I’d just like to apologise for the lack of activity from The Political Idealist over the past few days. I’ve been on holiday in northern Yorkshire, and much though it is wonderful, there is a distinct lack of reliable mobile Internet access over there. But normal service has been resumed, and so we now return to British politics…
David Cameron has more-or-less conceded that he cannot win round enough of his rebel backbenchers to push through House of Lords reform. Obviously, no PM will admit in public that they cannot control their own party, but it is plain to see that this is what has happened. And this is rather problematic to Cameron as the Coalition Agreement that keeps him in Number 10 (and according to the polls, a popular Miliband out) states the Government’s commitment to the Liberal Democrat’s demand for a democratically elected House of Lords.
The Political Idealist, like many observers, expected Nick Clegg to roll over yet again and accept the trampling of a further Lib Dem pledge. As it transpires, Nick Clegg would sort-of do this, but not before a good whine at the Tories and a promise to block the Tories’ project of gerrymandering, under which they would have been up to 20 seats better off. Yes, there was certainly merit in equalising constituency sizes in terms of population,but not electorate, as was planned. Which party benefits from discounting non-voters from constituency sizes? You guessed it: the Conservatives.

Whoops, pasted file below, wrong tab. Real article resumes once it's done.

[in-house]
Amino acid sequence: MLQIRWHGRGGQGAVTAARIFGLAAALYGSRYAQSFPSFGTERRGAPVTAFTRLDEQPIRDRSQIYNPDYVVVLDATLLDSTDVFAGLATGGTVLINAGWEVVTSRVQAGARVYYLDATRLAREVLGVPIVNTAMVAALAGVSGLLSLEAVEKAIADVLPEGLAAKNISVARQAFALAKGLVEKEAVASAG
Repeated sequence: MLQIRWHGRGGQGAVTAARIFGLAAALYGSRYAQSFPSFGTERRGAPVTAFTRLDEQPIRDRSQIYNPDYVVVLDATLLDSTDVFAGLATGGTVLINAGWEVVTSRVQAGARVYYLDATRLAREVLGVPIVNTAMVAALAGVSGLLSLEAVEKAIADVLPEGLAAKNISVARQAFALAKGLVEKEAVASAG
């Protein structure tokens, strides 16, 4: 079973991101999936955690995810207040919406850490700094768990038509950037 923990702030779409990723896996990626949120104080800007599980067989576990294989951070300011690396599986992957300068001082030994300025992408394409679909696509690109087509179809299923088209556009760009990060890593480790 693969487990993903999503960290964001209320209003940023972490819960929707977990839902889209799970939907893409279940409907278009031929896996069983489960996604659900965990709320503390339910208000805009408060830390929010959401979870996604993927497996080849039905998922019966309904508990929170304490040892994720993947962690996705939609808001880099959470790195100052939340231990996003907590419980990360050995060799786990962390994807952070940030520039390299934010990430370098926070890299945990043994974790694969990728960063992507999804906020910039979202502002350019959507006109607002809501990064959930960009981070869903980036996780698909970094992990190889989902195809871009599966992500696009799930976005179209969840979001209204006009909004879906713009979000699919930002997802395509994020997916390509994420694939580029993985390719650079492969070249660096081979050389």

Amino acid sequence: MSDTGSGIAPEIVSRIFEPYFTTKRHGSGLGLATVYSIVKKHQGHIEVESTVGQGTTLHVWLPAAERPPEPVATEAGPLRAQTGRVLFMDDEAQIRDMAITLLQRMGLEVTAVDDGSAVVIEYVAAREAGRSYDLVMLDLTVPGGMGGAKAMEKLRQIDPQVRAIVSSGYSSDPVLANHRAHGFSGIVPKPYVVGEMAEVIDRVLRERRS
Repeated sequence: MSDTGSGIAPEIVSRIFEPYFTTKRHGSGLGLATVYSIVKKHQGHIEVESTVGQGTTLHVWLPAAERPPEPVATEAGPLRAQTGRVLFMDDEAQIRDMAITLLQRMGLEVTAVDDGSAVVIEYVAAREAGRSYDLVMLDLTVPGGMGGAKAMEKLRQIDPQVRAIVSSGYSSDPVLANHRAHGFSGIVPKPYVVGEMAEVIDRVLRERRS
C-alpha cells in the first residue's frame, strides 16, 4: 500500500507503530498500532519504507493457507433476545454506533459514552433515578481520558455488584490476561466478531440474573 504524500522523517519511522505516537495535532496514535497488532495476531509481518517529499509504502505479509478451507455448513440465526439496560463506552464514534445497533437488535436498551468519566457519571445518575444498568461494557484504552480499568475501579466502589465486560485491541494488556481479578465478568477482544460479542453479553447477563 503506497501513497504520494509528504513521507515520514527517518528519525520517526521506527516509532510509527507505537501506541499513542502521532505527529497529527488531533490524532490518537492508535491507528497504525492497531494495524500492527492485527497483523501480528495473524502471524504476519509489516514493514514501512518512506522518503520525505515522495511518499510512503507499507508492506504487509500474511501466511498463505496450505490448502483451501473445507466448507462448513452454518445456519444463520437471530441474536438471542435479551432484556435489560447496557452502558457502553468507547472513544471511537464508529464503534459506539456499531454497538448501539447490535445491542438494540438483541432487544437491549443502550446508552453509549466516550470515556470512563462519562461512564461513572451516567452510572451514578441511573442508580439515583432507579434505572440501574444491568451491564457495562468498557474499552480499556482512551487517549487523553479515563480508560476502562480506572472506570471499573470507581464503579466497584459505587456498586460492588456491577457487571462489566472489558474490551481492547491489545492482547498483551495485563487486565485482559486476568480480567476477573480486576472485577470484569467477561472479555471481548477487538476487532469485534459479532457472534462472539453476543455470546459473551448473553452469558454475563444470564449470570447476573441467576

Then there was the idea of reducing the headcount of MPs from 650 to 600. The really interesting point to note here is that a certain party would have to work harder to maintain its proportion of seats above or below 600. Which party would that be? You know; the one with creepy Treasury and Education spokespeople, with local branches dominated by women in silly hats, and which foams at the mouth upon hearing the words ‘single parent’.
So yes, democrats should, on balance, welcome the demise of these boundary changes. However, the cost is far too high. The prospect of a modern, democratic House of Lords has yet again fallen by the wayside. Our second chamber will continue to consist of CofE bishops, aristocratic heriditary peers, party minions favoured by a one time PM, and a large number of other people snoozing on the red benches.
This ramshackle collection of individuals, many of whom are valuable, but far too many who are not, will continue to have a lack of accountability that is incompatible with a modern democracy. How long until the British public are allowed to choose who is fit to represent them at all levels of government? We must ensure that it doesn’t take another century.